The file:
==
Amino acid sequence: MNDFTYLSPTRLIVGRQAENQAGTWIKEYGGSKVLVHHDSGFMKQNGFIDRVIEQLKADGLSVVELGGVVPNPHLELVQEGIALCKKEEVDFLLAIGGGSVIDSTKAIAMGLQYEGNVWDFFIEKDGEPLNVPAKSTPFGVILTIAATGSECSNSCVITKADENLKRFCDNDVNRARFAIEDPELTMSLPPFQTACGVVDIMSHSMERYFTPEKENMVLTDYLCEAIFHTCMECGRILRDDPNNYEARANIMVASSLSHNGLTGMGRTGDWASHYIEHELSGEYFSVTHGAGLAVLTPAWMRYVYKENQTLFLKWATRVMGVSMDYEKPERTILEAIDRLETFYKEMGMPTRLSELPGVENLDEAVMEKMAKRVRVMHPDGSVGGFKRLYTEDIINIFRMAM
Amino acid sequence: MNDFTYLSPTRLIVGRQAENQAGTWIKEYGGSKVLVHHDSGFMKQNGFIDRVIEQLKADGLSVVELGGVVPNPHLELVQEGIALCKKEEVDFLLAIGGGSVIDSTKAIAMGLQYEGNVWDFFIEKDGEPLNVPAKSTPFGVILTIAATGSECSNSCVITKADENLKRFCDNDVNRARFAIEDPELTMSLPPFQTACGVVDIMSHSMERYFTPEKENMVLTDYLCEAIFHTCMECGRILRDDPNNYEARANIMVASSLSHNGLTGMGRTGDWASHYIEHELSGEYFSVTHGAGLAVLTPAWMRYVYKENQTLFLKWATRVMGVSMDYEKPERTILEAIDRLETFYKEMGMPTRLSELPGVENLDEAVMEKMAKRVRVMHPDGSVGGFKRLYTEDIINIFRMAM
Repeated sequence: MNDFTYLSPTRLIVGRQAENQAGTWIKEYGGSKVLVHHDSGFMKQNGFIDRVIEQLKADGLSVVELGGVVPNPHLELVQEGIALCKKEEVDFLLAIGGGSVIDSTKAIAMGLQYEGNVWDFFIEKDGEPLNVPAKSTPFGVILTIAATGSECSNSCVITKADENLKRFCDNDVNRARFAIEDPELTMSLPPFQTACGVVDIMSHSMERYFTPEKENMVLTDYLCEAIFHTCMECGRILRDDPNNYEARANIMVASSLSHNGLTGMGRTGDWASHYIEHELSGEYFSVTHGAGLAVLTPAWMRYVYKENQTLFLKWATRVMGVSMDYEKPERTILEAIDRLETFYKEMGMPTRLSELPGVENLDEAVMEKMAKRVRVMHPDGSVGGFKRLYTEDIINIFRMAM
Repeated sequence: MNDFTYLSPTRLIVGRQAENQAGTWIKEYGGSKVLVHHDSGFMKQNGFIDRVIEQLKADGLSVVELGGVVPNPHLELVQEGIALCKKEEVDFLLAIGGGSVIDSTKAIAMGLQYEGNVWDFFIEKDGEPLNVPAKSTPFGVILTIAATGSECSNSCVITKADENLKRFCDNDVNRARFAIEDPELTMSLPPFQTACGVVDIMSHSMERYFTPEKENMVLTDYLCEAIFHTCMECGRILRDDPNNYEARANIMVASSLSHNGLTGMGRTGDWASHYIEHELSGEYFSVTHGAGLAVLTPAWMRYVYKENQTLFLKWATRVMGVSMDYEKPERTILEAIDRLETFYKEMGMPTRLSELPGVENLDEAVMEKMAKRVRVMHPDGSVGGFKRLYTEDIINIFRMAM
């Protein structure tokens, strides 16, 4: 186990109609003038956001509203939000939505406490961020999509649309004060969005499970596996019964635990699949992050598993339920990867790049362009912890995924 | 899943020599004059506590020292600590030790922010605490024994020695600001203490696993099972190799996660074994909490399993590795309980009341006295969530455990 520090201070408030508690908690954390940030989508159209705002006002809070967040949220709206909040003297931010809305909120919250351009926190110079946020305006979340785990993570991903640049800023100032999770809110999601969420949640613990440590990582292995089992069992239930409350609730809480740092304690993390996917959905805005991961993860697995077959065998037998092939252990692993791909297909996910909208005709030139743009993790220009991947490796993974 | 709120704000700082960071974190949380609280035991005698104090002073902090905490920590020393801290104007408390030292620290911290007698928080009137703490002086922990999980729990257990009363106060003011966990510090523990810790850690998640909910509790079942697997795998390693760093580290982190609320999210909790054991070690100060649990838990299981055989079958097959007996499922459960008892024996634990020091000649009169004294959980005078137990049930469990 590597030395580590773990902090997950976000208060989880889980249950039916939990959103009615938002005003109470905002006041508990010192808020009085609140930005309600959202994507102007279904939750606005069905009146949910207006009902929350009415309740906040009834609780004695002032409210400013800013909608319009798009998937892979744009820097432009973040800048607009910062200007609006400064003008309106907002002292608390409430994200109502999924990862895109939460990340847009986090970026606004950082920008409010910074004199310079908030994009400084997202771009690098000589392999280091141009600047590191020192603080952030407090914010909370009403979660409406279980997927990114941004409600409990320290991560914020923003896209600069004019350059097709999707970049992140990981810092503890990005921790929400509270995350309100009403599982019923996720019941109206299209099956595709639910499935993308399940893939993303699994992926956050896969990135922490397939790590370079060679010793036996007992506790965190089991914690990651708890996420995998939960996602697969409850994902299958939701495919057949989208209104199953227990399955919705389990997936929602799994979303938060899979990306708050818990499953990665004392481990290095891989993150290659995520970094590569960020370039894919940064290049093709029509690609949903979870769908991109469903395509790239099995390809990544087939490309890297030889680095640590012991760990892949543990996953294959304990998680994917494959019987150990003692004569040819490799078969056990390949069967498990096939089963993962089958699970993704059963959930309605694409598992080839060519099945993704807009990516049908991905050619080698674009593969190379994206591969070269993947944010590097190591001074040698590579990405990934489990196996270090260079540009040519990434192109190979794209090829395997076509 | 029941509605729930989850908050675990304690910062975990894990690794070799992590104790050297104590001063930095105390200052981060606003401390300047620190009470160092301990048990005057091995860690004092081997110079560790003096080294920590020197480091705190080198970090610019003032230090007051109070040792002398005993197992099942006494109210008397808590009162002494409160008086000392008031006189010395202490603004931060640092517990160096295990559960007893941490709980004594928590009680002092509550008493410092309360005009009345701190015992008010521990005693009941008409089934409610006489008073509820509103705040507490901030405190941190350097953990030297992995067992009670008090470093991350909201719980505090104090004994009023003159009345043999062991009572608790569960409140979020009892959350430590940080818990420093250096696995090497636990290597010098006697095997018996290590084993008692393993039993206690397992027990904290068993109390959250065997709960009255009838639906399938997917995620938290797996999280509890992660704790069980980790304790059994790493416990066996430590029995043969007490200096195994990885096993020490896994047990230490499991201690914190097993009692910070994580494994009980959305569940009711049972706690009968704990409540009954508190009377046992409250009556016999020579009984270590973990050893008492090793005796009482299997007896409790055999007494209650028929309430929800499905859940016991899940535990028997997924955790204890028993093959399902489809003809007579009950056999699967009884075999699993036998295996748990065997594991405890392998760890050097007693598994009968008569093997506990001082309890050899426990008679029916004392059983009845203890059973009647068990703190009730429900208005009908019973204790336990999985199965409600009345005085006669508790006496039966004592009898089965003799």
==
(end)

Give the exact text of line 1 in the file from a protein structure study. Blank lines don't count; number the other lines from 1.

Amino acid sequence: MNDFTYLSPTRLIVGRQAENQAGTWIKEYGGSKVLVHHDSGFMKQNGFIDRVIEQLKADGLSVVELGGVVPNPHLELVQEGIALCKKEEVDFLLAIGGGSVIDSTKAIAMGLQYEGNVWDFFIEKDGEPLNVPAKSTPFGVILTIAATGSECSNSCVITKADENLKRFCDNDVNRARFAIEDPELTMSLPPFQTACGVVDIMSHSMERYFTPEKENMVLTDYLCEAIFHTCMECGRILRDDPNNYEARANIMVASSLSHNGLTGMGRTGDWASHYIEHELSGEYFSVTHGAGLAVLTPAWMRYVYKENQTLFLKWATRVMGVSMDYEKPERTILEAIDRLETFYKEMGMPTRLSELPGVENLDEAVMEKMAKRVRVMHPDGSVGGFKRLYTEDIINIFRMAM